update deskU.S. News

Gallup: Gen Z believes antisemitism less of a problem in America

According to a poll, only 33% of respondents under 35 viewed Jew-hatred as a "very serious" issue.

Pro-Palestinian protesters rally outside Columbia University in New York City, on May 23, 2024. Credit: Kena Betancur/AFP via Getty Images.
Pro-Palestinian protesters rally outside Columbia University in New York City, on May 23, 2024. Credit: Kena Betancur/AFP via Getty Images.

Only one in three Americans under the age of 35 believe that antisemitism is a “very serious problem” in the United States, a significantly lower figure than among the broader public, according to a Gallup poll.

Gallup polled a sample of 1,024 American adults from all U.S. states and Washington, D.C., between May 1-23. (The margin of error is plus or minus 4 percentage points at a 95% confidence level, Gallup noted.)

Just under half of all respondents believed that Jew-hatred is a very serious problem, while 32% said it was “somewhat” of an issue. At the same time, 10% responded that prejudice against Jews was “not much” of a problem and 8% said they didn’t see the concern “at all.”

Though the share of Americans who regard the threats facing U.S. Jewry as “very serious” has grown by 40% since 2003, according to the survey, the data indicates that these concerns are primarily coming from those over the age of 35.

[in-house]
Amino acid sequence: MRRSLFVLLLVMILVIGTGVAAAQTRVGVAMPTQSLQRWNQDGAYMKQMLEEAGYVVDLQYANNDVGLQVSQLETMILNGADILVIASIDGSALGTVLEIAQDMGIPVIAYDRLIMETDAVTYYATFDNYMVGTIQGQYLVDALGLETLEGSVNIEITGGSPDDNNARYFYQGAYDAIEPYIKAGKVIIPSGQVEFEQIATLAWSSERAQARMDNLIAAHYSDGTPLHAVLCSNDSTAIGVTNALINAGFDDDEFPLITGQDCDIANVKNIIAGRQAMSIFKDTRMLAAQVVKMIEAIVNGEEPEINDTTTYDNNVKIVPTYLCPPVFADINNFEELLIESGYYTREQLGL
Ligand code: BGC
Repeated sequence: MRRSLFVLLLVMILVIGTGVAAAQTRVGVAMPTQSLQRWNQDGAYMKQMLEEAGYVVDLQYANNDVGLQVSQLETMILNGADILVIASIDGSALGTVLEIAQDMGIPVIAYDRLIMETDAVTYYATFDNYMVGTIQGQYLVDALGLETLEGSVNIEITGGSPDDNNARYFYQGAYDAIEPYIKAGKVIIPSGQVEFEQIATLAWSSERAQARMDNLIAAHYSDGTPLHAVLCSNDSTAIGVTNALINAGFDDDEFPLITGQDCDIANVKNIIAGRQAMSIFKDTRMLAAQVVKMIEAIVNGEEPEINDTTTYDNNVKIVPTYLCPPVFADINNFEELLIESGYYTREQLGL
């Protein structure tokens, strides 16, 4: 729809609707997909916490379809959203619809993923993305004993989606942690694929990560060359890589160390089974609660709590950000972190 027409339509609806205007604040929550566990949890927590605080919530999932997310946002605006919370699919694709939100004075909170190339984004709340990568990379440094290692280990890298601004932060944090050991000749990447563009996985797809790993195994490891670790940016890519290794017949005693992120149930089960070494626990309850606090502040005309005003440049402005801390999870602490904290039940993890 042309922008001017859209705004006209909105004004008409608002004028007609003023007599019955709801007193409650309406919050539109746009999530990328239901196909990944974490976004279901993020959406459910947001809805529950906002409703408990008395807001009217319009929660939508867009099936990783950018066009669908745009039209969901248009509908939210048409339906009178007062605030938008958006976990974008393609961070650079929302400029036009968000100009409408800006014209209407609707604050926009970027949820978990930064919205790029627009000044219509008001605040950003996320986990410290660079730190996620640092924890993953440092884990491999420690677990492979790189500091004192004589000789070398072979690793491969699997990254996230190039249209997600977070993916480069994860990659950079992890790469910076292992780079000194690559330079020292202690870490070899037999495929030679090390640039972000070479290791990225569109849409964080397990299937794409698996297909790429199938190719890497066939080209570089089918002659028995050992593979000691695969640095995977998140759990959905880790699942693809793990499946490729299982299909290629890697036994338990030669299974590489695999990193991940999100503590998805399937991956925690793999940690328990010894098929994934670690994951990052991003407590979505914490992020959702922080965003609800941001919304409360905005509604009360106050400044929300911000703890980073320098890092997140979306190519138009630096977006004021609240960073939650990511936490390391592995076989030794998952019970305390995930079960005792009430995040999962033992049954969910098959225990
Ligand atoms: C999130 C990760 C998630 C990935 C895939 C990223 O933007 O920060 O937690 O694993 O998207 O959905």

According to the poll, only 33% of respondents under 35 viewed prejudice against Jewish Americans as a very serious issue, compared to 46% in the 35-54 age group and 66% of those aged 55 and up.

At the same time, almost one in three Gen Z respondents stated that they saw antisemitism in the United States as “not much of a problem” (17%) or “not a problem at all” (15%) 

A separate poll that surveyed almost 50,000 Americans, including Jews, found that 46% of Jewish Americans experienced more poor treatment or harassment in the past year than in prior years. More than one-third said this has happened frequently (11%) or occasionally (25%).

Reform, Conservative and Orthodox Jews in the United States reported similar levels of poor treatment in 2023, according to the Gallup poll.

Sixty percent of Jewish Americans said they have felt reluctant to share their Jewish background with others over the past year because they feared being harassed over it—more than double the national average.

Even before Hamas’s Oct. 7 massacre in southern Israel, Jew-hatred was on the rise. However, a dramatic spike followed the terrorist attacks, according to the 2023 Antisemitism Worldwide report, which was released on May 1 by Tel Aviv University and the Anti-Defamation League.

Antisemitism has run rampant on college campuses, in particular, due to weeks of pro-Hamas rallies featuring calls for genocide against Jews.

In the United States, the ADL recorded 7,523 incidents in 2023 compared to 3,697 in 2022. The number of assaults increased from 111 in 2022 to 161 in 2023, and incidents of vandalism rose from 1,288 to 2,106, per the ADL.

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